A Classy Model-Egg Chicken Coop (Coupe)

This small chicken coop was fashioned from recycled materials to be both a practical poultry pen and a whimsical replica of a Model A coupe.
By Thomas Schmidt
August/September 2011
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This snappy Model A coupe makes a cozy and classy chicken coop. 
PHOTO: THOMAS SCHMIDT


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For the backyard farmer, the answer to the age-old question is “neither.” Before the chicken or the egg must come the coop. Or in this case, the coupe. With a love for wordplay and a garage full of scraps from old remodeling projects, you might say that I was driven to this egg-streme.

My idea to build a small chicken coop was hatched a year ago when I began to brood over the fowl housing market and became determined that I could build something on my own. My first thought was to use a vintage car body, but I discovered that such shells were out of my price range. Then it occurred to me that an old Model A, essentially a box on wheels, could be simulated with plywood — except for the curvy fenders. I pecked away at Craigslist for a few weeks, and turned up a worn but serviceable set of fenders from a ’29 Ford for only $50.

For a chassis, I recycled an old single-axle 4-by-8-foot trailer. Covering the frame with 1-inch steel wire made an easy-to-clean floor and droppings pit. I found the tires by scratching around in a junkyard. The hubcaps are simple painted plywood rounds, for which I must credit my wife, who gamely fried an egg so I could get the yolk-to-white proportion just right.

I can access the three nesting boxes under the “dashboard” by opening either the side door or the hood. The coupe backs up to a 12-by-12-foot pen, which is roofed and wired to a foot below ground to discourage predators.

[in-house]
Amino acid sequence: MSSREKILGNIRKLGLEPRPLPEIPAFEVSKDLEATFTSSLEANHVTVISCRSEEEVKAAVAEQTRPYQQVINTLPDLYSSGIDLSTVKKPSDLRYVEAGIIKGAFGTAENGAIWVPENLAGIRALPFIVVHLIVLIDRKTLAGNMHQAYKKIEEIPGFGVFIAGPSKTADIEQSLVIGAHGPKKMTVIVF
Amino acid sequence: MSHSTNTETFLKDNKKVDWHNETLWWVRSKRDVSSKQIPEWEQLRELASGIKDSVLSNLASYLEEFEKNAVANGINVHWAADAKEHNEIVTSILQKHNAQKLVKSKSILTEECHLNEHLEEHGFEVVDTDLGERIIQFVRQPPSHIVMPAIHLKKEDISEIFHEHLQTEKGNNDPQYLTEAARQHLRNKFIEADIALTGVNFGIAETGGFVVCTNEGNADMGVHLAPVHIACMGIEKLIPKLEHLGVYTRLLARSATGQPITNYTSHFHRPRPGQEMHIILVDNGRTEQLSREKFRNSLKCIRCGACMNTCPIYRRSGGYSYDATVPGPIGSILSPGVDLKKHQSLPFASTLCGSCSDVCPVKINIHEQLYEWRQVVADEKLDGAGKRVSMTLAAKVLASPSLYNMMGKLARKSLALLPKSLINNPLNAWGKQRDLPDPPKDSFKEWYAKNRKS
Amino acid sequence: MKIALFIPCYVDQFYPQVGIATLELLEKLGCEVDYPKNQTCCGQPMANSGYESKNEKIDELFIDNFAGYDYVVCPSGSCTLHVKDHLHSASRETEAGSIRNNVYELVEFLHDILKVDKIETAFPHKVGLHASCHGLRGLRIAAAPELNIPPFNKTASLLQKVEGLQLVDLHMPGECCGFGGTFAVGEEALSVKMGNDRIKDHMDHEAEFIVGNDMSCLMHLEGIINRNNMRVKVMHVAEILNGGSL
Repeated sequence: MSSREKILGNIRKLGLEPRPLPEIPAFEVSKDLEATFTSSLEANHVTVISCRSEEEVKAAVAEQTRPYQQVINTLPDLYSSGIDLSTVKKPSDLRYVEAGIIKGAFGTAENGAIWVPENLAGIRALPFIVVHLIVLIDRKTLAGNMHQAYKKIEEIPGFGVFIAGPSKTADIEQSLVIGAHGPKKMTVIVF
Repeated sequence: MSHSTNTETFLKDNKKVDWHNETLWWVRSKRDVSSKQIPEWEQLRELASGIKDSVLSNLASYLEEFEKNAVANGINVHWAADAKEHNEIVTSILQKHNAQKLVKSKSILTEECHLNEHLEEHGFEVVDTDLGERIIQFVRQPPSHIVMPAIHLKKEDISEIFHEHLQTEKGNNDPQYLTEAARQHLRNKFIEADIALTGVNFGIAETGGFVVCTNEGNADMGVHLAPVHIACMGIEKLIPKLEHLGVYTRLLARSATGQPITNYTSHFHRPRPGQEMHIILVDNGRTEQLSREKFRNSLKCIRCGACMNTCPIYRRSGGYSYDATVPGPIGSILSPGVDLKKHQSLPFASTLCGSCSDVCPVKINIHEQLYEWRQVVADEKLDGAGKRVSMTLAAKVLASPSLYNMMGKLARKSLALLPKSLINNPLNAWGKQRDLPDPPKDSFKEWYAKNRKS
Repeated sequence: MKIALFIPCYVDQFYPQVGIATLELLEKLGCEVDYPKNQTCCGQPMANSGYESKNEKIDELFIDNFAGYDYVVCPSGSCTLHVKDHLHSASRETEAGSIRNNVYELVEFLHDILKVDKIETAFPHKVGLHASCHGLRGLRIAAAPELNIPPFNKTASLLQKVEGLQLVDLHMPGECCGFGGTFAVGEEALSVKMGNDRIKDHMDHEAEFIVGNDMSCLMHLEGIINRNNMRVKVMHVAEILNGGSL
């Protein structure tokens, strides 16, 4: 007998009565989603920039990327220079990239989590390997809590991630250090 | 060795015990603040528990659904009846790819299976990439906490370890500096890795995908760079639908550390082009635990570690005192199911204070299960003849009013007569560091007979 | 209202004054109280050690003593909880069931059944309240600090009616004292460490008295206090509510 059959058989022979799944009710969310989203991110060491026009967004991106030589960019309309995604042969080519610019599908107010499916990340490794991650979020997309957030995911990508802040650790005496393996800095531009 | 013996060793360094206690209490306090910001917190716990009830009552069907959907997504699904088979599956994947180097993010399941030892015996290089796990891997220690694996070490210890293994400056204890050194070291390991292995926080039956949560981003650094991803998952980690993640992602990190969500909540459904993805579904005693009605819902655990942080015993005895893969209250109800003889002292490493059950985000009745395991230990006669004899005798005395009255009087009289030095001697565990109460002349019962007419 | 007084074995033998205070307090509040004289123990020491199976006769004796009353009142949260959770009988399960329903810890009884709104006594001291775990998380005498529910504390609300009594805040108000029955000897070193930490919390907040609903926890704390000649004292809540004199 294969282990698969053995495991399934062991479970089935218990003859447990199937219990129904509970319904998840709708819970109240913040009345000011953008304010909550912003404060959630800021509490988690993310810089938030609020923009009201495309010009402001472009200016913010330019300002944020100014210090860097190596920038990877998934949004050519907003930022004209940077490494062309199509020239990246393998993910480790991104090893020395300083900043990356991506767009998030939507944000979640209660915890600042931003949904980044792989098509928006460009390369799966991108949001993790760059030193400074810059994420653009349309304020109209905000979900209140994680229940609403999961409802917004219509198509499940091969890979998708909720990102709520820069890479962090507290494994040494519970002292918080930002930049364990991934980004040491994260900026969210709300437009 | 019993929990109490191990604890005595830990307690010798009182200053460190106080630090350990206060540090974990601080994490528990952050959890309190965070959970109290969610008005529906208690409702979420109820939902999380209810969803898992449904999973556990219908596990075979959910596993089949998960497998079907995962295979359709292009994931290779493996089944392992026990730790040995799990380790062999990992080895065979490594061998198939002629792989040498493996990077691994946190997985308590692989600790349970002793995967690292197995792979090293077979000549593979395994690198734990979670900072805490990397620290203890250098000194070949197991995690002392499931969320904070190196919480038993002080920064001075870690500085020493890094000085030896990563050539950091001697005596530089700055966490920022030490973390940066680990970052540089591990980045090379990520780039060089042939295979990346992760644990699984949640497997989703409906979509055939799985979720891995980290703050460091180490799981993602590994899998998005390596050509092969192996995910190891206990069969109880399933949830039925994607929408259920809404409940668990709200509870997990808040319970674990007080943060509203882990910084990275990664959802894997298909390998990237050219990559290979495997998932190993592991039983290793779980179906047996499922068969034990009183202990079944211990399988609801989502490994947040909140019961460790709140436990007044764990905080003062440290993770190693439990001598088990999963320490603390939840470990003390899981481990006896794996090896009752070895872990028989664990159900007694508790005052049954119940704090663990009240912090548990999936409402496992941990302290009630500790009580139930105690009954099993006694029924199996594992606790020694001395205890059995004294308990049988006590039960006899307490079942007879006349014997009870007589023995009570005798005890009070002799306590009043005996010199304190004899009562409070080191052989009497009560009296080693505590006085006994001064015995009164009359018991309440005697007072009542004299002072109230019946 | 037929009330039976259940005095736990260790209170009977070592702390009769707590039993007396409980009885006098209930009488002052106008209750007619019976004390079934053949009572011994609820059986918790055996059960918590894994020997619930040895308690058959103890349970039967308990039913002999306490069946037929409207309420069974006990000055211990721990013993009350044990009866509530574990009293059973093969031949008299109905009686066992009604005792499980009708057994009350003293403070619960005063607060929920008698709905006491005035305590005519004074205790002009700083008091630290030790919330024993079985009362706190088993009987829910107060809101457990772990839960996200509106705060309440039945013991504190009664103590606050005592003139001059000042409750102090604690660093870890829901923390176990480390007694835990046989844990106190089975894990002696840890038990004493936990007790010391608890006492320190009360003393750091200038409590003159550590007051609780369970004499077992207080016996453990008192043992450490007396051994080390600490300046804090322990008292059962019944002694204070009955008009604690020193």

The few whimsical front-end details I added provided finishing touches to the coupe. The headlights are burned-out floodlight bulbs inside work-light reflectors; and the colorful hood ornament came from a thrift shop. Finally, I found a website that allowed me to design my own license plate for $15.

One final suggestion to egg on those plucky enough to emulate my coupe: While this vehicle is stationary, a handy person could build one atop a lightweight wagon equipped with a moveable front axle. If you hook up the front end to a garden tractor and attach a lightweight, wheeled pen to the back, you can allow your chickens to graze in different locations. Why, they could even cross the road.

Thomas Schmidt
Grants Pass, Oregon


If you, too, have built a cool coop, send us a photo and we’ll consider it for publication. Please send to Letters@MotherEarthNews.com; or write to Coop Photos; MOTHER EARTH NEWS; 1503 SW 42nd St., Topeka, KS 66609. — MOTHER








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